Keir Mulcahey tells us about Ooook!’s production of Arthur Wing Pinero’s The Magistrate.
The Magistrate is a farce. In fact, it is so irredeemably, magnificently, unashamedly farce-like that there is no other way to truly describe it. It’s the classic Victorian sitcom, with all the plot twists, puns and dramatic irony (not to mention more diving under tables and behind doors than Scooby Doo) to match.
The joy of dealing with this kind of material is that it provides opportunities to play with stereotypes, themes and locations instantly recognisable to the British audience; raised, as we are, on Wilde, Blackadder and Thomas the Tank Engine. There’s the brusque Army officers, the no-nonsense Police Sergeant, the young dandy, the upstanding Lady avoiding scandal, the omniscient Butler and, horrifyingly, the French. Most of all, there is the detached and ridiculous life of the Victorian upper class, packed full of utter absurdity. Cementing the play in this world is essential, it simply does not make sense beyond this context.
There is, however, bucket-loads of room for interpretation. The absurdity of the comedy allows a certain irreverence towards the source material that would feel extremely out of place in a different show. The script makes for a hilarious base and has not been tampered with (much), but the cast have piled so much of their wit and creativity on top of it that the show you will see is as much theirs as Pinero’s.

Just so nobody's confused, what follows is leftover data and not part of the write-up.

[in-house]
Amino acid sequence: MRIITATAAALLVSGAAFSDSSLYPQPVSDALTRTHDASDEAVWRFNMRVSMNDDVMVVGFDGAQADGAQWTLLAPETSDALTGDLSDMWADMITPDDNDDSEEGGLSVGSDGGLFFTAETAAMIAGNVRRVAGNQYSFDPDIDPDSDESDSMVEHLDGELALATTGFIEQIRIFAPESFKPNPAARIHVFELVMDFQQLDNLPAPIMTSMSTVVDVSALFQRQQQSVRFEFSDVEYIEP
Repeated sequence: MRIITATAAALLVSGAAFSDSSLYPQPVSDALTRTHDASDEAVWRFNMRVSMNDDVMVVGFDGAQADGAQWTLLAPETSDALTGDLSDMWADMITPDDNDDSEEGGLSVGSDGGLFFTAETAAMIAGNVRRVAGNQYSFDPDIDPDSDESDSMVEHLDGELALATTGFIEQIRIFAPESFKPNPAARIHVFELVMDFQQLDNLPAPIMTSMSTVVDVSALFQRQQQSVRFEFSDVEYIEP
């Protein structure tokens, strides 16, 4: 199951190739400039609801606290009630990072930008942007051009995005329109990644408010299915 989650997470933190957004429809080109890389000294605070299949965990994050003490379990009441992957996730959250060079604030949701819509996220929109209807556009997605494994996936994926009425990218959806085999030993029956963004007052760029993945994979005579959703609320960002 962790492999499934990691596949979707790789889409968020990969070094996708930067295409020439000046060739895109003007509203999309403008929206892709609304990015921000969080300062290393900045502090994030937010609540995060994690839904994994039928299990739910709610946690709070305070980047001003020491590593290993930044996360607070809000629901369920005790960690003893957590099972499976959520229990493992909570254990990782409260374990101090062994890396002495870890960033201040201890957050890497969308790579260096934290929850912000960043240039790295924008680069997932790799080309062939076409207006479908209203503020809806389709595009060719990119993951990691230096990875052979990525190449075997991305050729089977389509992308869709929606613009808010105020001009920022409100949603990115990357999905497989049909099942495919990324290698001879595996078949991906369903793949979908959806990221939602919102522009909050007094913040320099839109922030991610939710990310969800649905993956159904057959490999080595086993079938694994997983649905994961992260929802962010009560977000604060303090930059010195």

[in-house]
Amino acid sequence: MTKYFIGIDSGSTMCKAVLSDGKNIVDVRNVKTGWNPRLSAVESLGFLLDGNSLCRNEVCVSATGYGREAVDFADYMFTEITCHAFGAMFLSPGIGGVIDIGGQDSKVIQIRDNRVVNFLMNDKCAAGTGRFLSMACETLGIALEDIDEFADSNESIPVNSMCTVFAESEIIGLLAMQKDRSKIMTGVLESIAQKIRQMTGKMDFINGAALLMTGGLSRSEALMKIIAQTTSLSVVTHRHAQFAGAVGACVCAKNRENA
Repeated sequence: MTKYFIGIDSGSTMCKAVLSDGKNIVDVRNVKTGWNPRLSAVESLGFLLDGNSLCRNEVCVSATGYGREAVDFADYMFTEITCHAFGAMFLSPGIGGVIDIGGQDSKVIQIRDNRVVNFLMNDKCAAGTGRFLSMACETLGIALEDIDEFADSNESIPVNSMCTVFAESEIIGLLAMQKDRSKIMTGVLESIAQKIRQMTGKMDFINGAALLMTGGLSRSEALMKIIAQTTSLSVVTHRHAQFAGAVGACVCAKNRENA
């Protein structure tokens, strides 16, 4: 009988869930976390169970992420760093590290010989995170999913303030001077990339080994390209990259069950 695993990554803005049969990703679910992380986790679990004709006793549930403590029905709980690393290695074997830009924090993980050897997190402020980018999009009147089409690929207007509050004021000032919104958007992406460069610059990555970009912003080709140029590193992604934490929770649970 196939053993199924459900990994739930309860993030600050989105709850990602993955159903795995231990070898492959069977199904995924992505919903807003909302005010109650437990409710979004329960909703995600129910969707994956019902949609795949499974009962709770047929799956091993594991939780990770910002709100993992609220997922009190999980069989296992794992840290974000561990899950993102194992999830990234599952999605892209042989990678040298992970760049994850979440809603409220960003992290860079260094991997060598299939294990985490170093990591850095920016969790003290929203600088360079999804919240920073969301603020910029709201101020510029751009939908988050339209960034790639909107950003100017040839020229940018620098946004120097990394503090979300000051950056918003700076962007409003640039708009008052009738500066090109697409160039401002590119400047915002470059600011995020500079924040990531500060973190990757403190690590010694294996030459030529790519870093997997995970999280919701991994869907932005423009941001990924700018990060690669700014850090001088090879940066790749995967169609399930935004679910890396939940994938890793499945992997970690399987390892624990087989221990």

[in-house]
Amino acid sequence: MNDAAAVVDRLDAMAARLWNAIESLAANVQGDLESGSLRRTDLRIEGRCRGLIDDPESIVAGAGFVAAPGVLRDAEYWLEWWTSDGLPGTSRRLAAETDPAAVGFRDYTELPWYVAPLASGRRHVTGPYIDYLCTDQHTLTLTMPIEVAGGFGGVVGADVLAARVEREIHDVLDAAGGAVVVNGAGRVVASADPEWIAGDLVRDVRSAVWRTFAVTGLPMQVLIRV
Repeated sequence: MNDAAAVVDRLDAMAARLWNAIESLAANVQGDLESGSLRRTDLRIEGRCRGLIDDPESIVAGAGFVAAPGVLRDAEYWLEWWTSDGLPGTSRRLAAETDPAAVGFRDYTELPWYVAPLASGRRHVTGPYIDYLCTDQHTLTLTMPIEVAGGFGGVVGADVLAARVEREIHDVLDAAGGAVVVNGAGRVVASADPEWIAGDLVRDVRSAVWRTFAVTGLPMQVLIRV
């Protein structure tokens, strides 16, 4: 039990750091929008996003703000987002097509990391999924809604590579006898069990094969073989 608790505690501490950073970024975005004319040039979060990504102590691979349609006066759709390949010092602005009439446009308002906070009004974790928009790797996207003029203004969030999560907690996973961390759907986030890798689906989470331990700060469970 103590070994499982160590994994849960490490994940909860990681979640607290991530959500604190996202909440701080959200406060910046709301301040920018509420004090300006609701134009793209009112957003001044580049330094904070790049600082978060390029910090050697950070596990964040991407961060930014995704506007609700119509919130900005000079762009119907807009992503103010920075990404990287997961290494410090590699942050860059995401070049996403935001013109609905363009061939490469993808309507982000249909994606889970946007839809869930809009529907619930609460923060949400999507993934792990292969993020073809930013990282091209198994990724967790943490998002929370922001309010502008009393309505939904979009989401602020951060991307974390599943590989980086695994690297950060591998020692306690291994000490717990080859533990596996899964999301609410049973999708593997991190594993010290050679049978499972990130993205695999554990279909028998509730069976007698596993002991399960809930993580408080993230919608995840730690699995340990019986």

This cloud cuckoo land of high society could have been used as pointed commentary, along the lines of William Makepeace Thackeray’s Vanity Fair: ‘Vanity Fair is a very vain, wicked, foolish place, full of all sorts of humbugs and falsenesses and pretensions.’ But Pinero is far more likely to poke fun at the author of Vanity Fair’s name for sounding like a puritan’s favourite cricket bat, than he is to make active social commentary. That is not to say the social dynamics are not fascinating to a modern audience. Part of the comedy is the triumph of topsy turvydom, a positive Saturnalia. At the play’s onset, Beatie is but the timid music mistress, fixed in her social station and displayed to the far superior dinner guests as almost a possession. By the play’s end however… Well, as they say in the theatre, you’ll just have to wait, you impatient sods.
But the thing that really makes this show is its building levels of misunderstanding and confusion. So grab your top hats, try to keep track of the mayhem and please, do not try this at home.
The Magistrate will be playing at the Assembly Rooms Theatre on the 5th, 6th and 7th December.